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J Egypt Public Health Assoc. 2013 Aug;88(2):74-8. doi: 10.1097/01.EPX.0000430958.09388.0e.

Frequency of Helicobacter pylori infection among Egyptian children presenting with gastrointestinal manifestations.

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Department of Pediatrics, Faculty of Medicine, Cairo University Specialized Children Hospital, Cairo University, Cairo, Egypt.



Recurrent abdominal pain (RAP) and other gastrointestinal (GI) symptoms are common complaints among children. The role of Helicobacter pylori in the causation of these complaints remains controversial. The aim of this study was to determine the frequency of H. pylori infection among children presenting with GI manifestations and to determine the most common clinical presentation of the infection in Egyptian children.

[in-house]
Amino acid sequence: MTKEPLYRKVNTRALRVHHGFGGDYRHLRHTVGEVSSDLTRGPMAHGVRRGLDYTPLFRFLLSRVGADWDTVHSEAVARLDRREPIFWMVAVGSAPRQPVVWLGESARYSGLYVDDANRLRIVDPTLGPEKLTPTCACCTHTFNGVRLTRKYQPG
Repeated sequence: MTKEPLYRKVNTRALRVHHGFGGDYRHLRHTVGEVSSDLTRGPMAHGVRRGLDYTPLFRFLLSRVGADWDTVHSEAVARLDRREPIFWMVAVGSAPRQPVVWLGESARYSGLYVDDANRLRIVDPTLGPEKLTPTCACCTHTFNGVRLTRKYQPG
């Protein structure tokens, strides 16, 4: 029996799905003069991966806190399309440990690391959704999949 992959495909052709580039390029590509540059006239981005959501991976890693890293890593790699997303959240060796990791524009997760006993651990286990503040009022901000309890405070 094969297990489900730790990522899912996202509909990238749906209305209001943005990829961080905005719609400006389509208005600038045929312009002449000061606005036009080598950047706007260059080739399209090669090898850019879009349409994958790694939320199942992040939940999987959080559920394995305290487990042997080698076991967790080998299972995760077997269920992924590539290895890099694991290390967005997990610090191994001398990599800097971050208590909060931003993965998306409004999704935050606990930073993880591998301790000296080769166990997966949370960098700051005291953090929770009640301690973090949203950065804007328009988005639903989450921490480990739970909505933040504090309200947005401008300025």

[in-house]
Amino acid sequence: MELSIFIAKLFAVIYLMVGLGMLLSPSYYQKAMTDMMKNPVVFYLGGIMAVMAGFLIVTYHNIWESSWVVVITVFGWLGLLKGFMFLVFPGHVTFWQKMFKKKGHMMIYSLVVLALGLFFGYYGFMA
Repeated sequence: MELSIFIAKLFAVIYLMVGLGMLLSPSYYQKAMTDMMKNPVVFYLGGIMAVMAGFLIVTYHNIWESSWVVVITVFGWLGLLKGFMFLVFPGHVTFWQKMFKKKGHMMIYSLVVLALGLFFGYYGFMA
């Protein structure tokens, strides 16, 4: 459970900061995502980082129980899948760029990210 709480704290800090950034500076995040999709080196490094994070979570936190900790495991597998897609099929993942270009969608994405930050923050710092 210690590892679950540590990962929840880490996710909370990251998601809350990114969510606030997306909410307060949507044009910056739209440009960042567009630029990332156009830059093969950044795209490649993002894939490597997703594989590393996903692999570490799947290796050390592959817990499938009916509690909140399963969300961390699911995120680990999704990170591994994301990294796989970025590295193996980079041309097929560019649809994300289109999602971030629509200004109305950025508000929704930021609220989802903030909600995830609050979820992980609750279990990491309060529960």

This prospective cross-sectional study included 150 consecutive patients aged 5-15 years who presented to the outpatient clinic of Cairo University's Specialized Pediatric Hospital with GI complaints. Screening for H. pylori infection was performed using a 13C-urea breath test (13C-UBT), and in patients whose 13C-UBT was positive, diagnosis was confirmed by visualizing the bacterium in biopsy specimens obtained by GI endoscopy.


RAP was the most frequent GI complaint of the study population (82%), followed by anorexia (6.7%), vomiting (6.7%), and chronic diarrhea (4.7%). Seventy percent of these patients were positive for the 13C-UBT. Ninety-one of the patients who complained of RAP had a positive 13C-UBT, whereas the remaining 32 patients who had RAP had a negative 13C-UBT, a difference that was statistically significant (P=0.023). However, no statistically significant differences were found between the 13C-UBT result among patients with anorexia, vomiting, or diarrhea (P=0.153, 1.00, and 0.447, respectively).


Screening for H. pylori infection should be performed for school-aged children who have GI complaints, especially for those who complain of RAP.

[Indexed for MEDLINE]

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